The number of coronavirus deaths and cases among facility’s residents and workers is now publicly available on the Nursing Home Compare website, the Centers for Medicare & Medicaid Services announced Thursday afternoon.  

“We’re putting it up in a way so that the data can be used by a variety of users with different levels of skill for analyzing data,” a CMS spokesman said on background during a call with reporters. 

“As [CMS Administrator Seema Verma] said it will be usable for individuals that just want to see what happened in a specific nursing home or just a nursing home around their area or their town. It will also be in a downloadable form for more experienced researchers and more complex analytics,” they added. 

The effort comes after CMS required providers to report any COVID-19 cases directly to the Centers for Disease Control and Prevention through the National Healthcare Safety Network. The agency released the first round of early data on Monday, which showed that about 26,000 residents and 450 workers have died from the disease, and overall, 60,000 residents and 34,4000 workers have gotten sick. CMS said at the time that 80% of facilities submitted data. 

Updated numbers from Thursday, however, revealed that about 88% of the nation’s nursing homes now have reported their COVID-19 data. There are a total of about 95,000 confirmed cases and 32,000 deaths. 

“I want to be very clear though that this is not an increase of 6,000 deaths in a few days. This probably represents more nursing homes that are reporting data,” Verma said, noting that some providers may now also be adding historical data. “These numbers are going to move over the next couple weeks.” 

 The agency said that “a vast majority of facilities” are submitting data correctly and the most common errors are from providers who enter cumulative data instead of new information. Representatives added that they’re working with providers to correct any errors. 

“Our commitment to transparency overrides some of these errors,” the spokesman said.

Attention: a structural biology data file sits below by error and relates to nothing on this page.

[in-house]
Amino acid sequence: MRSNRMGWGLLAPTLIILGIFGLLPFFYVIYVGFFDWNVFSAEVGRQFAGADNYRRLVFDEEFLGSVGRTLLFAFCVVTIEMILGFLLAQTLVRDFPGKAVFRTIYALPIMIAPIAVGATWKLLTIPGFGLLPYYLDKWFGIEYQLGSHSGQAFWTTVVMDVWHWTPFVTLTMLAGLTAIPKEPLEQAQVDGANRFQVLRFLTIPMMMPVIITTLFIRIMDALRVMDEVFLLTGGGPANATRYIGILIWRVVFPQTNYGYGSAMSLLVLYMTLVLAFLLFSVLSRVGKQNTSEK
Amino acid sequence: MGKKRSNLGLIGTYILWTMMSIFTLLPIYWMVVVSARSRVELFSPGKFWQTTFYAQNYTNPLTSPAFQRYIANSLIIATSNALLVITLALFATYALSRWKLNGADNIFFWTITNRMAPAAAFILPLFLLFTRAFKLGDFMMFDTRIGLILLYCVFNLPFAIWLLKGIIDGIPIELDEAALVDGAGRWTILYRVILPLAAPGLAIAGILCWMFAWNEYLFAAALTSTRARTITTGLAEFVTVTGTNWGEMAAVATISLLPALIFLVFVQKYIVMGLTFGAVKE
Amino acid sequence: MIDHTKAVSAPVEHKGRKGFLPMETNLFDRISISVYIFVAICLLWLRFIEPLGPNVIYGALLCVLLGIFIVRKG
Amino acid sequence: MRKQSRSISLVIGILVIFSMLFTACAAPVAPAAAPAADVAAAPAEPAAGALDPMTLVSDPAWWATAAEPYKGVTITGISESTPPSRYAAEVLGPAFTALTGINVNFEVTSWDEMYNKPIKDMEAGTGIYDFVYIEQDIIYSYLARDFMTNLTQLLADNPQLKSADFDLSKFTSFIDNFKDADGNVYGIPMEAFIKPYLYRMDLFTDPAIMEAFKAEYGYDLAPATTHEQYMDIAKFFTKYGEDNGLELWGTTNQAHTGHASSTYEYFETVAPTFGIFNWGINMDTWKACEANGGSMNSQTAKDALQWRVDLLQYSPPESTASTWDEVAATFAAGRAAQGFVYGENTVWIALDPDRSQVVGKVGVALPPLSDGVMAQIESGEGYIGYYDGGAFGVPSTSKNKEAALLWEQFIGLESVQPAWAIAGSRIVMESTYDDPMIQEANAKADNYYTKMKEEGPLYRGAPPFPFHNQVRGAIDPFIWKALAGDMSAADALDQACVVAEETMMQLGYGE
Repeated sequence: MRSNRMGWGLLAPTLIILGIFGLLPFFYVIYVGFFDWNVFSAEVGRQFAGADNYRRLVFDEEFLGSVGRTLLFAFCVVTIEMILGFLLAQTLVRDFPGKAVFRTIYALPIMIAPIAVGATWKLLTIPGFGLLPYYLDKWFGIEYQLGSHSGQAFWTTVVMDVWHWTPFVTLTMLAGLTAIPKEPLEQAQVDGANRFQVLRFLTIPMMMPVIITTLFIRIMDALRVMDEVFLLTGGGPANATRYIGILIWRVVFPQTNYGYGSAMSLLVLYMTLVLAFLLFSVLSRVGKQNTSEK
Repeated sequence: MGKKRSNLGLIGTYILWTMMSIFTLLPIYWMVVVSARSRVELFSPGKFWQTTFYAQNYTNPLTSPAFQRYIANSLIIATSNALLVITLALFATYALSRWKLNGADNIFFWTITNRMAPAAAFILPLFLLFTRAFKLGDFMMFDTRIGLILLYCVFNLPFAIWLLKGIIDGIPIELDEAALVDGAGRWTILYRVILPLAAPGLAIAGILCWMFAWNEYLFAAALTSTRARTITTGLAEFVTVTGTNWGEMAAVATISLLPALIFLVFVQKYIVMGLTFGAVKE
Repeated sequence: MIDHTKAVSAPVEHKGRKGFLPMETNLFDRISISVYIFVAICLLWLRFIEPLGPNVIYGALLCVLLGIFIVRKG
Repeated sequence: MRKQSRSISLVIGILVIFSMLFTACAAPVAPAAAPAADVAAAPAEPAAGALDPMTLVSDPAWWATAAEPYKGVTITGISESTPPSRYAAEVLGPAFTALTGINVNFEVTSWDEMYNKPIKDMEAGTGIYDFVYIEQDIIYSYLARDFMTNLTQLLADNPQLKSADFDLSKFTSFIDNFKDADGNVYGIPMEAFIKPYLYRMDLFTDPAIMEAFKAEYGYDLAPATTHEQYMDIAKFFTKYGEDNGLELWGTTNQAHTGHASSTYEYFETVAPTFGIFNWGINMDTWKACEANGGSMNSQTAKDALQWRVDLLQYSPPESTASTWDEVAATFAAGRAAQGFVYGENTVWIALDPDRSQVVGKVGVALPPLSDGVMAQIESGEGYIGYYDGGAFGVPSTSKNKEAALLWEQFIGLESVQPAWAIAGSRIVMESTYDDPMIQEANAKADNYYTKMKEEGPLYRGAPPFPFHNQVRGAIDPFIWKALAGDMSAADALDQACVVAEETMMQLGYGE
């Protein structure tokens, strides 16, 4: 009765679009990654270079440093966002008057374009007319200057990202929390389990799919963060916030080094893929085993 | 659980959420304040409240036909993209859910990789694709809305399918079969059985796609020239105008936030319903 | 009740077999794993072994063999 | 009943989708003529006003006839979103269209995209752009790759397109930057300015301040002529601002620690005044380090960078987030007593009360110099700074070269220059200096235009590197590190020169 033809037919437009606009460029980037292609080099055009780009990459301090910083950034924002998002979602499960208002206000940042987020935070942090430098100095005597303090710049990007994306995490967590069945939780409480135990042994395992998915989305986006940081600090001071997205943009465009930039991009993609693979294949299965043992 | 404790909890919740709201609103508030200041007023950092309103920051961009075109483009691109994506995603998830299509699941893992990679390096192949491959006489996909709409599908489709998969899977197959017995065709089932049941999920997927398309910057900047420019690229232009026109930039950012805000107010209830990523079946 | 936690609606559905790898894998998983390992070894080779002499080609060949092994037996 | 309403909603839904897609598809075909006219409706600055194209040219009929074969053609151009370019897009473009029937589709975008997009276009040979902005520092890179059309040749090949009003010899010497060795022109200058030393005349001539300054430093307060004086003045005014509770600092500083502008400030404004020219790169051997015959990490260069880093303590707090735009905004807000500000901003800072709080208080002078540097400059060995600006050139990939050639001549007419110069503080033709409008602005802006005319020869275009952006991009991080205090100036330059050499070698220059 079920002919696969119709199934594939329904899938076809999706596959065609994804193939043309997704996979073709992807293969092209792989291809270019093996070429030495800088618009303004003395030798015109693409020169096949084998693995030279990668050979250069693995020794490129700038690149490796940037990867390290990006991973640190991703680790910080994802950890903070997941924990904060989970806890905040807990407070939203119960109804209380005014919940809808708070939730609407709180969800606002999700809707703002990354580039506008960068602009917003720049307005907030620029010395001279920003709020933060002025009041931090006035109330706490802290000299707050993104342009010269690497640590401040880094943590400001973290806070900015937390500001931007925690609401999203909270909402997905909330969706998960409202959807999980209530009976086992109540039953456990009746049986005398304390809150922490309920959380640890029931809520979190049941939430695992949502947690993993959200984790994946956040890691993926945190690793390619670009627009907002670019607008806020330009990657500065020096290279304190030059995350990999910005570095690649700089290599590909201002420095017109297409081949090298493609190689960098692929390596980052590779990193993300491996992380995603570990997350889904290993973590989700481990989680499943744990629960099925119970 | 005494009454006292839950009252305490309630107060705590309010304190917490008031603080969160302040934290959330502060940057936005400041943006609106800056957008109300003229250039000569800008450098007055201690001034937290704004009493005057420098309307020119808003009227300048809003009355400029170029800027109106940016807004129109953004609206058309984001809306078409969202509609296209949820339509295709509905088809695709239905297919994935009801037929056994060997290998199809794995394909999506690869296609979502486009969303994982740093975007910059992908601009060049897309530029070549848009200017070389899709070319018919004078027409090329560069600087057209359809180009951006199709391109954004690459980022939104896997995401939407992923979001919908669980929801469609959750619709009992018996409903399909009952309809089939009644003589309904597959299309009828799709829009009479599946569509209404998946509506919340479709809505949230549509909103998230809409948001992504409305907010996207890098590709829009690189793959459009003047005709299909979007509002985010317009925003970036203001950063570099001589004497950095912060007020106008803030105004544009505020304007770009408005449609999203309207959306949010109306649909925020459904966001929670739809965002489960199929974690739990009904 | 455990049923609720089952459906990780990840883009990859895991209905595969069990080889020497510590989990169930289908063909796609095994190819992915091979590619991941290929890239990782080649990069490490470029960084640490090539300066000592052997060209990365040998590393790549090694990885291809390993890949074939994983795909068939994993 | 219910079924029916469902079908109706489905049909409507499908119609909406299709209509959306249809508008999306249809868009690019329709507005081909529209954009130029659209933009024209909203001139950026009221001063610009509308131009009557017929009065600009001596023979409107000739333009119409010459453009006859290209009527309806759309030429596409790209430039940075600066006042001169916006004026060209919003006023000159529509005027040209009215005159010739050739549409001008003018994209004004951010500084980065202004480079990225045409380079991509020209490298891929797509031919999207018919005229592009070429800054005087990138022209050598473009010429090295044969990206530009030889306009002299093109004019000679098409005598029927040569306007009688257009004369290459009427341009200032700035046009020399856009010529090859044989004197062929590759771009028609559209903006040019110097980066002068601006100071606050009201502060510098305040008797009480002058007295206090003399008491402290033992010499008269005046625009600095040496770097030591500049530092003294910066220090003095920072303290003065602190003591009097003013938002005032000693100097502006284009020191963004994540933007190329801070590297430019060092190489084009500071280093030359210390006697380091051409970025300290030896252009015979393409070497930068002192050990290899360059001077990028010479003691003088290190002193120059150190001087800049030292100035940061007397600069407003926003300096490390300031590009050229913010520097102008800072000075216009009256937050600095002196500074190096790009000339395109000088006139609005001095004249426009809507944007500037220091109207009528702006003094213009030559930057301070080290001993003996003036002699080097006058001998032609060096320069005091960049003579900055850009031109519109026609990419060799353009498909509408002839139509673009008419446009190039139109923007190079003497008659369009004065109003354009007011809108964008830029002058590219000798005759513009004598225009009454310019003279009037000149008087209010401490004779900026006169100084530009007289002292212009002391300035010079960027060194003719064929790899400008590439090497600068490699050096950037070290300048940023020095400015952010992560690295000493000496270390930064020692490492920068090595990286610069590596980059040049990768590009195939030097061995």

Following the release of data Monday, two senators criticized CMS for releasing “incomplete data” on COVID-19 in nursing homes.”

“The data is shockingly sparse, and lacks reporting by almost one in five nursing homes. Nursing homes were not required to submit data on cases and deaths before May 1, meaning we may never know the full scope of this tragedy,” the lawmakers said in a statement. 

Five-star rating linked to cases

Officials also released details on its early findings that suggest lower-rated facilities more likely to have large numbers of COVID-19 cases than facilities with five-star ratings. 

A spokesman said they came to those findings after looking at facilities with large amounts of coronavirus cases and deaths and their percentile across the spectrum of all nursing homes. 

“Facilities that were in the highest percentile — so facilities with greater than 90% or 95% of cases and deaths per thousand than other facilities — nursing homes with a one-star inspection rating were more likely to have a large outbreak than facilities with a five-star inspection rating,” the spokesman explained.

“That means facilities with a poor compliance history or poor survey history are more likely to have larger outbreaks,” they added, while noting the results are preliminary and an early analysis. 

That contradicts findings from several studies that indicate there’s no meaningful relationship between a nursing homes’ rating and the probability of it having at least one COVID-19 case.